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Providing information, education, and training to build knowledge, develop skills, and change attitudes that will lead to increased independence, productivity, self determination, integration and inclusion (IPSII) for people with developmental disabilities and their families.

The Evolution of the Quality of Care in Developmental Disabilities

Jim Conroy: Future Areas of Focus

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Jim Conroy: Continuing the thoughts about quality into the future will require selecting, I think, some areas of focus in human endeavors. You've got to take one bite at a time. In this case, I think we've been working on freedom, self-determination, self-direction—and there are many terms for this.

Incidentally, that movement, that way of thinking is sweeping the field of aging, as well, just in time for me because people…the Baby Boomers, my age, we say 82% of us would rather die than go into a nursing home. We'd rather have that $100,000 in public funds and be able to control it to stay in a place we want. What a concept. So this is actually a very exciting future we're looking at. Freedom, though, and self-determination is one place that we must pay attention to.

And I want to end with the thought about relationships. Almost everybody you talk to. If you go to a party, just walk around, ask people "What are the one or two things most important about the quality of your life?" Eight out of ten are going to mention family and friends right in those top two. And we haven't paid attention to that. You know what we fund in America for supports and services for folks with disabilities? We fund, by law, health and safety because that's what's in the Medicaid law, and the Medicaid funding stream dominates a lot of what we do these days in America in the disability field. Medicaid is about poor people's health care, and the law itself says health and safety.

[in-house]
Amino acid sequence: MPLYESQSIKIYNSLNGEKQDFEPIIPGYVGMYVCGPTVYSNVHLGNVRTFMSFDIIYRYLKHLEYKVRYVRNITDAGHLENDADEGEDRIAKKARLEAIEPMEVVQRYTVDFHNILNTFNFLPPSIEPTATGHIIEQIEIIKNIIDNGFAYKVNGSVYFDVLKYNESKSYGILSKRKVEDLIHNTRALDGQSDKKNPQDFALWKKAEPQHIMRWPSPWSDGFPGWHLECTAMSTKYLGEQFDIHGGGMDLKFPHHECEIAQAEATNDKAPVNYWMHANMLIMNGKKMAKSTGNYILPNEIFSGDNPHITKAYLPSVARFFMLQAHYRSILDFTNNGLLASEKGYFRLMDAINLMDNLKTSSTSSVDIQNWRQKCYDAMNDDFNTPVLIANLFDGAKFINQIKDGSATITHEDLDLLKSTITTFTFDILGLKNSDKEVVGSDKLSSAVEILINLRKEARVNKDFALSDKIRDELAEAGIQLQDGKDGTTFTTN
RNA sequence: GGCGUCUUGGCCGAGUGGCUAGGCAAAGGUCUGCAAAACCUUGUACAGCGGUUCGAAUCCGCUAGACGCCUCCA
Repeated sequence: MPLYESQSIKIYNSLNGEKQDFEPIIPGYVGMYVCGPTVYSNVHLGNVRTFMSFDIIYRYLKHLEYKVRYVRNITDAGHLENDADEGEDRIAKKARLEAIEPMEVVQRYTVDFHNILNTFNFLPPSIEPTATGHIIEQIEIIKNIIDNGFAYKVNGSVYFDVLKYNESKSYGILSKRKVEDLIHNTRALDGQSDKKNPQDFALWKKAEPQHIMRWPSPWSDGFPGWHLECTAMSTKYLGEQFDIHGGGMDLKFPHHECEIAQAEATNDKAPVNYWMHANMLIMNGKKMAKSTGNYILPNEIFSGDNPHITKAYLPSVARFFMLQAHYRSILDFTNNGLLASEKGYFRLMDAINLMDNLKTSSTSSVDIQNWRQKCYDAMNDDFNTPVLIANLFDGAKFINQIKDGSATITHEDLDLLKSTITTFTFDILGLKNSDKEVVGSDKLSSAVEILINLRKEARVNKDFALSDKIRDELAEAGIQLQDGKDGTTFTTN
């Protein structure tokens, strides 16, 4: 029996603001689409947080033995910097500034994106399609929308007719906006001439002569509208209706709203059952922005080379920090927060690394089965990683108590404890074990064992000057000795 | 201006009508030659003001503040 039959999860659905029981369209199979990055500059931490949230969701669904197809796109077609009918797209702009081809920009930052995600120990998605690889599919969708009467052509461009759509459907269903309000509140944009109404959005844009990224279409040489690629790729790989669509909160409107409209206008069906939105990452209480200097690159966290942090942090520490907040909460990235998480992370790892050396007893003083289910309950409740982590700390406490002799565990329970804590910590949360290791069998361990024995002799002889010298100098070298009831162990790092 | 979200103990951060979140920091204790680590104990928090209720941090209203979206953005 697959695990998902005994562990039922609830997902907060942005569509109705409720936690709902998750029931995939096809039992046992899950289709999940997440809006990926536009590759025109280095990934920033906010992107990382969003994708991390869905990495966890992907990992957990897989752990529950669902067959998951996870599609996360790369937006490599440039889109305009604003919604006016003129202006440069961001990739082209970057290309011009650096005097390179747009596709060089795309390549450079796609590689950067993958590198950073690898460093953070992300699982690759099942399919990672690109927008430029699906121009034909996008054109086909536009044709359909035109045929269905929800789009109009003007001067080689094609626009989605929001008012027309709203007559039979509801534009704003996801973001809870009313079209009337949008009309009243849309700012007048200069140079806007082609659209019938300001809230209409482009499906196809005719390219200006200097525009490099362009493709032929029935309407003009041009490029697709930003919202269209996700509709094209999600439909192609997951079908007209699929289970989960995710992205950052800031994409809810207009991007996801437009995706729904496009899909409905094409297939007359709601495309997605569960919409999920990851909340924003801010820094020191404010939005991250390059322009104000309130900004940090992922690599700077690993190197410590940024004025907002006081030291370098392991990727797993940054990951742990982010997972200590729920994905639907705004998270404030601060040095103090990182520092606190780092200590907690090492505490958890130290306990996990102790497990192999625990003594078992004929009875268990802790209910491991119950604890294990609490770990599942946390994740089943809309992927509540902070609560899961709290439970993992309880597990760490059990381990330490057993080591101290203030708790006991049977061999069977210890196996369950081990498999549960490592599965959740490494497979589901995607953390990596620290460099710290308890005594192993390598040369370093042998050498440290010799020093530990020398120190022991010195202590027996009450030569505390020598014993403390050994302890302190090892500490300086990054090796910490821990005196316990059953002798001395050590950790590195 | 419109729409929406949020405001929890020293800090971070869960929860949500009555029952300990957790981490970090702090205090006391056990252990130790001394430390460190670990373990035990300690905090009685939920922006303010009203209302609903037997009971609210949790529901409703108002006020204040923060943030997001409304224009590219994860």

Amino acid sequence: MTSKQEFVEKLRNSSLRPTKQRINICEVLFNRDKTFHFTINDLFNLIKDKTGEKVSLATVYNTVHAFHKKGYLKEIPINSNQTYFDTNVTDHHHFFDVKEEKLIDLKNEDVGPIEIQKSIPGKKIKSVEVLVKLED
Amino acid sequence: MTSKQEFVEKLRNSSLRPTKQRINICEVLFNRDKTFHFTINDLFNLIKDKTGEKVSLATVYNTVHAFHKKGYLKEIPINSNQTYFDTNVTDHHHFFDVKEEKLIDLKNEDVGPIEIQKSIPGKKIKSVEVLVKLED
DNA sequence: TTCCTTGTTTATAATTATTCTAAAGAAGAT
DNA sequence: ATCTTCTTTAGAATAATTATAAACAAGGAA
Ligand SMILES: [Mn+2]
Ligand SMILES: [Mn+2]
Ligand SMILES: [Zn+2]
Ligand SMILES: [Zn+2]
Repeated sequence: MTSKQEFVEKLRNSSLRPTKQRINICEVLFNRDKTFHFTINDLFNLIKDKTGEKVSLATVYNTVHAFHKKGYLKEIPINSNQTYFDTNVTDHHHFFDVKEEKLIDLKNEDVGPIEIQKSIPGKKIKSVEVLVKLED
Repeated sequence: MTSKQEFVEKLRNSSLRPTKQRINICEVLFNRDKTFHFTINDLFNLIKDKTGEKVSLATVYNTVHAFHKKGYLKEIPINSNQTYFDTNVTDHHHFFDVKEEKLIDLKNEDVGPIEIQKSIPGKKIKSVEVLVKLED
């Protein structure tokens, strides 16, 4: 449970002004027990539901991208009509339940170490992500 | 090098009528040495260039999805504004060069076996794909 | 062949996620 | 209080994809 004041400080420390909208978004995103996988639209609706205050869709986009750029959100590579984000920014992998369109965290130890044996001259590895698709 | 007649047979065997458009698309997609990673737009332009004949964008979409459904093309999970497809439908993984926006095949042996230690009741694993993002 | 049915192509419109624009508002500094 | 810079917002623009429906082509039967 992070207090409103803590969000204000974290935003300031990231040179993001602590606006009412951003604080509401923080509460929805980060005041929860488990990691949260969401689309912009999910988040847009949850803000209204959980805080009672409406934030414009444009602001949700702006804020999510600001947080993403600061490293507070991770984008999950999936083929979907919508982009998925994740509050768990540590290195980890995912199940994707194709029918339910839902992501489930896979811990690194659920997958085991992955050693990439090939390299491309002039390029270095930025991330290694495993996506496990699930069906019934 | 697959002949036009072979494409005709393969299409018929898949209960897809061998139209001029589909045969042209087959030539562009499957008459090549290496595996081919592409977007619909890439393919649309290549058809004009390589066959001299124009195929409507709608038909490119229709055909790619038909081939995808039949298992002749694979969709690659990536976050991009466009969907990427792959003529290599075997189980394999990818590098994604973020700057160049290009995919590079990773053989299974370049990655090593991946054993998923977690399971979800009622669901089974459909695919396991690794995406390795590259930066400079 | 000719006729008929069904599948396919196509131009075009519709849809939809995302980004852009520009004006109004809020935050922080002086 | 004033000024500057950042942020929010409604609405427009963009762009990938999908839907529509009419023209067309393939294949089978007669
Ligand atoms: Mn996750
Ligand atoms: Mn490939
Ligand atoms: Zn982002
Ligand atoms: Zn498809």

We now have the challenge of going beyond that, and what's most important for people to have a warm, fulfilling, rewarding life? Relationships is very near the top. We haven't learned how to teach it or how to measure it or how to monitor it. I, myself, have spent years trying to figure out a reliable measure of the quality and depth of human contact and connectedness that we have. That is the next challenge, and I hope we make progress on that because that will make a lot of people a lot happier.

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This project was supported, in part by grant number 2001MNSCDD-03, from the U.S. Administration for Community Living, Department of Health and Human Services, Washington, D.C. 20201. Grantees undertaking projects with government sponsorship are encouraged to express freely their findings and conclusions. Points of view or opinions do not, therefore, necessarily represent official ACL policy.

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